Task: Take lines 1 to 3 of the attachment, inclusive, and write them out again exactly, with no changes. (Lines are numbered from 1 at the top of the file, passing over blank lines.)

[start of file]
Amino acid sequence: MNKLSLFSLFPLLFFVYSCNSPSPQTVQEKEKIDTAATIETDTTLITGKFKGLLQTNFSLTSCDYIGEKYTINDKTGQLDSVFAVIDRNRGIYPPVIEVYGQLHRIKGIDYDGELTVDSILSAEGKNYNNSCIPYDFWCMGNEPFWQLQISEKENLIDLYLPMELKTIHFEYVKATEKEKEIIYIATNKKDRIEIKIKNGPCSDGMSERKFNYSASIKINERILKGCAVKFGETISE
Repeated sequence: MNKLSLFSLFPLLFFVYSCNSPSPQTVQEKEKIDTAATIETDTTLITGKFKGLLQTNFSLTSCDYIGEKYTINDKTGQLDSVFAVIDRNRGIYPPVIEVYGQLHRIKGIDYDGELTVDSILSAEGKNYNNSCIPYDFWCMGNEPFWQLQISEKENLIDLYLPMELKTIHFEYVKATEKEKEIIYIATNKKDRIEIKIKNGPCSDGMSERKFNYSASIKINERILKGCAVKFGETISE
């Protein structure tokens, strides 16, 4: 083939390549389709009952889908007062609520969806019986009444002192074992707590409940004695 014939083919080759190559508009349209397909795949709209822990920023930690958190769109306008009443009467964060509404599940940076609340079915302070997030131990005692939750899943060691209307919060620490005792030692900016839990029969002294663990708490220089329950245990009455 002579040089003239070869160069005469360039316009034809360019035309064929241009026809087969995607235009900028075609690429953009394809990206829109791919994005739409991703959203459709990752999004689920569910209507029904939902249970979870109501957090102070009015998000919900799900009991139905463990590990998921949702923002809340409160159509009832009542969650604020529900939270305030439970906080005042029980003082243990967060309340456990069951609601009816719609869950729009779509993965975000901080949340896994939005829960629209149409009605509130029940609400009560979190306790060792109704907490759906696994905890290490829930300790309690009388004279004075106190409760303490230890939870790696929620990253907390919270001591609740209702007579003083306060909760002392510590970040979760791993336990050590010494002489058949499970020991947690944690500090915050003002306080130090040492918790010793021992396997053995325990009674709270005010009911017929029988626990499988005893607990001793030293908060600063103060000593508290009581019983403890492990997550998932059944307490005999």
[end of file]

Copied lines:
Amino acid sequence: MNKLSLFSLFPLLFFVYSCNSPSPQTVQEKEKIDTAATIETDTTLITGKFKGLLQTNFSLTSCDYIGEKYTINDKTGQLDSVFAVIDRNRGIYPPVIEVYGQLHRIKGIDYDGELTVDSILSAEGKNYNNSCIPYDFWCMGNEPFWQLQISEKENLIDLYLPMELKTIHFEYVKATEKEKEIIYIATNKKDRIEIKIKNGPCSDGMSERKFNYSASIKINERILKGCAVKFGETISE
Repeated sequence: MNKLSLFSLFPLLFFVYSCNSPSPQTVQEKEKIDTAATIETDTTLITGKFKGLLQTNFSLTSCDYIGEKYTINDKTGQLDSVFAVIDRNRGIYPPVIEVYGQLHRIKGIDYDGELTVDSILSAEGKNYNNSCIPYDFWCMGNEPFWQLQISEKENLIDLYLPMELKTIHFEYVKATEKEKEIIYIATNKKDRIEIKIKNGPCSDGMSERKFNYSASIKINERILKGCAVKFGETISE
């Protein structure tokens, strides 16, 4: 083939390549389709009952889908007062609520969806019986009444002192074992707590409940004695 014939083919080759190559508009349209397909795949709209822990920023930690958190769109306008009443009467964060509404599940940076609340079915302070997030131990005692939750899943060691209307919060620490005792030692900016839990029969002294663990708490220089329950245990009455 002579040089003239070869160069005469360039316009034809360019035309064929241009026809087969995607235009900028075609690429953009394809990206829109791919994005739409991703959203459709990752999004689920569910209507029904939902249970979870109501957090102070009015998000919900799900009991139905463990590990998921949702923002809340409160159509009832009542969650604020529900939270305030439970906080005042029980003082243990967060309340456990069951609601009816719609869950729009779509993965975000901080949340896994939005829960629209149409009605509130029940609400009560979190306790060792109704907490759906696994905890290490829930300790309690009388004279004075106190409760303490230890939870790696929620990253907390919270001591609740209702007579003083306060909760002392510590970040979760791993336990050590010494002489058949499970020991947690944690500090915050003002306080130090040492918790010793021992396997053995325990009674709270005010009911017929029988626990499988005893607990001793030293908060600063103060000593508290009581019983403890492990997550998932059944307490005999």